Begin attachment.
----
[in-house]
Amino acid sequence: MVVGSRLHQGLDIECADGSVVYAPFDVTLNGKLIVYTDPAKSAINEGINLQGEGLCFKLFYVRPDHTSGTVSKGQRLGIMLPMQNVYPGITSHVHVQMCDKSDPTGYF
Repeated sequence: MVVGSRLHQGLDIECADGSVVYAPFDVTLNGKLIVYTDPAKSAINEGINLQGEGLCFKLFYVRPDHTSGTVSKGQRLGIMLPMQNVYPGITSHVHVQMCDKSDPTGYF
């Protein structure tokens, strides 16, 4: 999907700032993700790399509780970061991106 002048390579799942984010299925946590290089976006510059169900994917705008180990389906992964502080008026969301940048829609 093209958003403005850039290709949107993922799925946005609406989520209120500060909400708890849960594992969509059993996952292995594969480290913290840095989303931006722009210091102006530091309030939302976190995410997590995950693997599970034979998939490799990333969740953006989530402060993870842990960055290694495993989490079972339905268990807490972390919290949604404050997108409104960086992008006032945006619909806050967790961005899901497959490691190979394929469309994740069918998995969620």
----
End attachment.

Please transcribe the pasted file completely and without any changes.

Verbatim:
[in-house]
Amino acid sequence: MVVGSRLHQGLDIECADGSVVYAPFDVTLNGKLIVYTDPAKSAINEGINLQGEGLCFKLFYVRPDHTSGTVSKGQRLGIMLPMQNVYPGITSHVHVQMCDKSDPTGYF
Repeated sequence: MVVGSRLHQGLDIECADGSVVYAPFDVTLNGKLIVYTDPAKSAINEGINLQGEGLCFKLFYVRPDHTSGTVSKGQRLGIMLPMQNVYPGITSHVHVQMCDKSDPTGYF
């Protein structure tokens, strides 16, 4: 999907700032993700790399509780970061991106 002048390579799942984010299925946590290089976006510059169900994917705008180990389906992964502080008026969301940048829609 093209958003403005850039290709949107993922799925946005609406989520209120500060909400708890849960594992969509059993996952292995594969480290913290840095989303931006722009210091102006530091309030939302976190995410997590995950693997599970034979998939490799990333969740953006989530402060993870842990960055290694495993989490079972339905268990807490972390919290949604404050997108409104960086992008006032945006619909806050967790961005899901497959490691190979394929469309994740069918998995969620």